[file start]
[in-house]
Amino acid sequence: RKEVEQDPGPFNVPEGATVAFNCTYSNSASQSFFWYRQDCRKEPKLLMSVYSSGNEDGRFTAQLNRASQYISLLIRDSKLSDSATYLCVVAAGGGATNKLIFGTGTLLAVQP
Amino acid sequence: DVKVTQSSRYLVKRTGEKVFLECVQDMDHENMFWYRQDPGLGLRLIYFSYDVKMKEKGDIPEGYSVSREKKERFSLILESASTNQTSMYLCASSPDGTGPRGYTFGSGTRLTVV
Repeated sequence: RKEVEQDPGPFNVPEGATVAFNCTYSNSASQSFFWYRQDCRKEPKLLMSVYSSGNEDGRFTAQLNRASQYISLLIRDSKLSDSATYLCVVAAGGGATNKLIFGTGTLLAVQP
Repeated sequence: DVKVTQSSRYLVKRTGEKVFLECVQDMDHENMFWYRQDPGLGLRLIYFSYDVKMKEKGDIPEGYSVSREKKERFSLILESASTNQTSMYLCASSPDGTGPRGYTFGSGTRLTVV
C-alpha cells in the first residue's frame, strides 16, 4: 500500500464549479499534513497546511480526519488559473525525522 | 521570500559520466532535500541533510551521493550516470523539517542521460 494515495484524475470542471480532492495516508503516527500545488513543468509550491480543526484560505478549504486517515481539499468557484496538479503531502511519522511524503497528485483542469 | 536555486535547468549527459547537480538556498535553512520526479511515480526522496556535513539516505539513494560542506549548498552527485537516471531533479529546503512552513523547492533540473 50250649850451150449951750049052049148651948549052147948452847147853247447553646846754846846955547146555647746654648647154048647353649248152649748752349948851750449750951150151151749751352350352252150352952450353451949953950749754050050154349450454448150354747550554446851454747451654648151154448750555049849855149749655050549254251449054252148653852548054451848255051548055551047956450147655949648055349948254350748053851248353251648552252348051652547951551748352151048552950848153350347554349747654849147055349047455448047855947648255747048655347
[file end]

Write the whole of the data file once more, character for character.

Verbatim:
[in-house]
Amino acid sequence: RKEVEQDPGPFNVPEGATVAFNCTYSNSASQSFFWYRQDCRKEPKLLMSVYSSGNEDGRFTAQLNRASQYISLLIRDSKLSDSATYLCVVAAGGGATNKLIFGTGTLLAVQP
Amino acid sequence: DVKVTQSSRYLVKRTGEKVFLECVQDMDHENMFWYRQDPGLGLRLIYFSYDVKMKEKGDIPEGYSVSREKKERFSLILESASTNQTSMYLCASSPDGTGPRGYTFGSGTRLTVV
Repeated sequence: RKEVEQDPGPFNVPEGATVAFNCTYSNSASQSFFWYRQDCRKEPKLLMSVYSSGNEDGRFTAQLNRASQYISLLIRDSKLSDSATYLCVVAAGGGATNKLIFGTGTLLAVQP
Repeated sequence: DVKVTQSSRYLVKRTGEKVFLECVQDMDHENMFWYRQDPGLGLRLIYFSYDVKMKEKGDIPEGYSVSREKKERFSLILESASTNQTSMYLCASSPDGTGPRGYTFGSGTRLTVV
C-alpha cells in the first residue's frame, strides 16, 4: 500500500464549479499534513497546511480526519488559473525525522 | 521570500559520466532535500541533510551521493550516470523539517542521460 494515495484524475470542471480532492495516508503516527500545488513543468509550491480543526484560505478549504486517515481539499468557484496538479503531502511519522511524503497528485483542469 | 536555486535547468549527459547537480538556498535553512520526479511515480526522496556535513539516505539513494560542506549548498552527485537516471531533479529546503512552513523547492533540473 50250649850451150449951750049052049148651948549052147948452847147853247447553646846754846846955547146555647746654648647154048647353649248152649748752349948851750449750951150151151749751352350352252150352952450353451949953950749754050050154349450454448150354747550554446851454747451654648151154448750555049849855149749655050549254251449054252148653852548054451848255051548055551047956450147655949648055349948254350748053851248353251648552252348051652547951551748352151048552950848153350347554349747654849147055349047455448047855947648255747048655347